Know the Symptoms of Pancreatic Cancer

Pancreatic cancer is the most common type of cancertimes appear without obvious symptoms. The absence of clear symptoms in the early stages and the rapid spread cell cancer to other organs makes cancer pancreas very dangerous.

The pancreas is an organ located behind the stomach. This organ functions to produce the hormone insulin which regulates blood sugar (endocrine function) and produces digestive enzymes to break down food in the intestine (exocrine function). Pancreatic cancer occurs when pancreatic cells grow uncontrollably due to changes in genetic traits.

Patients with pancreatic cancer have the lowest life expectancy compared to patients with other types of cancer, which is less than 4%. This is because the symptoms of pancreatic cancer are not specific, so it is usually only detected when it has spread.

Recognizing and being aware of the symptoms of pancreatic cancer can help detect this disease early, so that treatment can be given as early as possible.

Symptoms of Pancreatic Exocrine Cancer

Here are some symptoms of pancreatic cancer that attacks the exocrine part of the pancreas:

1. Jaundice (jaundice)

Jaundice or jaundice is a yellowish color of the skin or eyes due to an increase in bilirubin. Bilirubin is a yellow-brown substance produced by the liver and excreted into the intestines as bile. Its function is to digest fat.

Pancreatic cancer, especially if it is in the head of the pancreas near the gallbladder, can compress the bile ducts and block the flow of bilirubin into the intestines.

As a result, bilirubin builds up and makes the color of the skin or eyes turn yellow. Jaundice is the main symptom of pancreatic cancer.

2. Stomach pain

About 70-80% of patients with pancreatic cancer experience abdominal pain in the area near the stomach or solar plexus. Pain can be felt through the back or into the waist, and usually improves with bending forward. This pain is caused by the cancer growing larger and pressing on the surrounding organs and nerves.

3. Pale and oily stools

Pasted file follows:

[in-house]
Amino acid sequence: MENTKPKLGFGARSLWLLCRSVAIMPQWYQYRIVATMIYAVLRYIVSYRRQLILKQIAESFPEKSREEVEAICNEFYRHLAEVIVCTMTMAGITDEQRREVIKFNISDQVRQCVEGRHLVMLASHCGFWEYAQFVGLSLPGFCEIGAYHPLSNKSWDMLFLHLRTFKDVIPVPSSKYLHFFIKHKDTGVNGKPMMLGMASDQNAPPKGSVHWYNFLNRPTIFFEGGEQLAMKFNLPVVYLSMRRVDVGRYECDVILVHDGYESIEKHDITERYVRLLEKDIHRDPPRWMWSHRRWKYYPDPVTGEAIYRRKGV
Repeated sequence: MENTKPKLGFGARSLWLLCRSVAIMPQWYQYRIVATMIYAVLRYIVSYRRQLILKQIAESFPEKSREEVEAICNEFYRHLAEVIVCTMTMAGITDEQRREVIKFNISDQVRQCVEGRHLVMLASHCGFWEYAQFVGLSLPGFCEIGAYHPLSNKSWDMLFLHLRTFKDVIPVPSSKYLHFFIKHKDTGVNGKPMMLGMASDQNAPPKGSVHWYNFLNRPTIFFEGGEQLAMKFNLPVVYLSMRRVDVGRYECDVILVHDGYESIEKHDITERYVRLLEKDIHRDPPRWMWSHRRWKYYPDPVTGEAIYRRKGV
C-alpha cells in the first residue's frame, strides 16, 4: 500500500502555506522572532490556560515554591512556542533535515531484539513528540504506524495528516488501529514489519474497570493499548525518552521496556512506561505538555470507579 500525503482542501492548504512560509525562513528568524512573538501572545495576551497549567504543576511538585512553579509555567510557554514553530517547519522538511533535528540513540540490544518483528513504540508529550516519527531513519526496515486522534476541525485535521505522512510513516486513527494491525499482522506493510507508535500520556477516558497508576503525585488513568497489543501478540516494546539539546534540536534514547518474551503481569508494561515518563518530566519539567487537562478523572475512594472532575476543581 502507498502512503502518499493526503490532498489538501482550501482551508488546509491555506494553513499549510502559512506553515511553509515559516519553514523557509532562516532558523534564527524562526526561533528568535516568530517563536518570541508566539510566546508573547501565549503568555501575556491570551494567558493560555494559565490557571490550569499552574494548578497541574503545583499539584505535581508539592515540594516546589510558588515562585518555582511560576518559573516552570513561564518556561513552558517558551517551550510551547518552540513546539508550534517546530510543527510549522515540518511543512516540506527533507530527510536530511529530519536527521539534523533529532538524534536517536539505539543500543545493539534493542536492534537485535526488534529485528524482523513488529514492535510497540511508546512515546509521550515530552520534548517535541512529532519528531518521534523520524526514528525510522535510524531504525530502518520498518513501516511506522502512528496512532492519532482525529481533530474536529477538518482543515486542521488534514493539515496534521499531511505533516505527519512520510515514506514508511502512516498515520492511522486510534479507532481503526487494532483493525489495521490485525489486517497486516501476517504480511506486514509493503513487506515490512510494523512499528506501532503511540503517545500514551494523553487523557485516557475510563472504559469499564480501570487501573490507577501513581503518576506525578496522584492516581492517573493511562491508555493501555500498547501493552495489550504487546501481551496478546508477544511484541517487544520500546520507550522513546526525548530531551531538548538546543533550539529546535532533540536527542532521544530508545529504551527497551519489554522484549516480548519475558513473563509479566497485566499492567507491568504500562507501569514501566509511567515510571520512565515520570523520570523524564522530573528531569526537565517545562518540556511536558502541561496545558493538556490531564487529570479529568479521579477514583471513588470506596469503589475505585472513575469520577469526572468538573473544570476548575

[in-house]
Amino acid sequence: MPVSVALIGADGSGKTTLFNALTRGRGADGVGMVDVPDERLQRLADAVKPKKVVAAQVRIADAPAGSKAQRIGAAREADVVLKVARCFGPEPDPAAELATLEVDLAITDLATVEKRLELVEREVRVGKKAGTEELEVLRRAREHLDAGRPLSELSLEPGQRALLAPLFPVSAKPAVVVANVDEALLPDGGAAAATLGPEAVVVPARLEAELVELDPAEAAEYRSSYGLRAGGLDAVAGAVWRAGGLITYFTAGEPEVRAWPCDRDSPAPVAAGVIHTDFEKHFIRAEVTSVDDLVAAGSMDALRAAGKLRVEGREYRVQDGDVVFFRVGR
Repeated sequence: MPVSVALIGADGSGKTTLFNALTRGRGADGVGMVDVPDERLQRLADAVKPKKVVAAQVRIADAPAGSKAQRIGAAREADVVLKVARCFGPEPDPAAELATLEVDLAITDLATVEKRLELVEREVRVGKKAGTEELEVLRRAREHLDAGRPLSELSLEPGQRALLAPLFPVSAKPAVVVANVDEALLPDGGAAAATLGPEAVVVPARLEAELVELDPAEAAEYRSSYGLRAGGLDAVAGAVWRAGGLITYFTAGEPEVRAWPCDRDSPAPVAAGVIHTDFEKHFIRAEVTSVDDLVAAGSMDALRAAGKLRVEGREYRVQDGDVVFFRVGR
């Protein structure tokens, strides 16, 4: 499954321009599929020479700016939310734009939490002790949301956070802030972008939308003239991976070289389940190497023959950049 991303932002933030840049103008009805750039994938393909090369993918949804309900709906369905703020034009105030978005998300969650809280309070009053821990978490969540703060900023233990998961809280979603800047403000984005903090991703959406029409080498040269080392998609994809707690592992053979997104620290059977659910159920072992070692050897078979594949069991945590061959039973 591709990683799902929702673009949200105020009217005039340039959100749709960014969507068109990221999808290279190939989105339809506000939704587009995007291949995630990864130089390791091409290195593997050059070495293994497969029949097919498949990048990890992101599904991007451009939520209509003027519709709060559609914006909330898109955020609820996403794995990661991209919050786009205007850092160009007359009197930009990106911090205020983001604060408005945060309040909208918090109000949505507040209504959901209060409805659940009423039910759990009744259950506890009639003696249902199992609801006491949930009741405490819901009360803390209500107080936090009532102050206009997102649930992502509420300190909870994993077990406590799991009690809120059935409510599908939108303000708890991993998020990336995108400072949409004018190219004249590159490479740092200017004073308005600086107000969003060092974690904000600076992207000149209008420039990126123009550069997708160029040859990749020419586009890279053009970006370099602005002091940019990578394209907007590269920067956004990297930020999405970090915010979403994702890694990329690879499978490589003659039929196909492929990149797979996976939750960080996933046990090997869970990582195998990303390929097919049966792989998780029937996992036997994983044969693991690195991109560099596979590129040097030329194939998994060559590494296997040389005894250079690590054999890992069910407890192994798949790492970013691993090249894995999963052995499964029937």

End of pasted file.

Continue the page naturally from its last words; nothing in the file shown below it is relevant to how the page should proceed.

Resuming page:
The flow of bilirubin into the intestines is blocked so that the stool does not get enough dye, so it becomes paler. Lack of bile to digest fat in the intestines also makes stools more oily.

4. Darker colored urine

Bilirubin that increases in the bloodstream can pass into the urine and make it darker in color.

5. Itchy skin

Increased levels of bilirubin will make the skin yellowish, and when the levels are very high, the skin will feel itchy.

6. Nausea, vomiting, weight loss, and limp

These symptoms are interconnected. Pancreatic cancer can press on the stomach or duodenum, thereby blocking the flow of food and causing nausea or vomiting.

In addition, pancreatic cancer can interfere with the production of digestive enzymes, so that food digestion is disrupted and appetite decreases. Over time, this condition will cause weight loss and make the body feel weak.

Symptoms of Pancreatic Endocrine Cancer

Enlargement of cancer that occurs in the hormone-producing tissue (endocrine gland) in the pancreas can put pressure on the surrounding organs. This type of pancreatic cancer has the same symptoms as exocrine pancreatic cancer.

But in addition, endocrine cells can release hormones into the bloodstream, causing symptoms that vary depending on the type of cancer, namely:


Cancer in the cells that produce the hormone gastrin will stimulate the stomach to produce more stomach acid. As a result, patients may experience abdominal pain, nausea, vomiting, stomach ulcers, and gastric bleeding, resulting in black stools.


This type of cancer produces an excess of the hormone glucagon, which raises blood sugar. As a result, symptoms of diabetes appear, such as thirst, constant hunger, and frequent urge to urinate. In addition, rashes can also appear on the skin.


This cancer produces the hormone insulin. As a result, the patient's blood sugar levels can drop drastically and make him feel dizzy, weak, cold sweats, fast heart palpitations, or even fainting.

Experiencing one or more of the above symptoms does not necessarily mean that a person has pancreatic cancer. Symptoms of pancreatic cancer are non-specific, which means they can also appear in other diseases, such as ulcers in the stomach or inflammation of the pancreas.

Therefore, if you experience symptoms that could point to pancreatic cancer, you should immediately consult a doctor. Through consultation, physical examination, and supporting examinations, such as CT scan, MRI, ultrasound, endoscopy, blood test, and biopsy, the doctor can make a diagnosis and determine whether these symptoms are symptoms of pancreatic cancer or not.

 Written by:

dr. Irene Cindy Sunur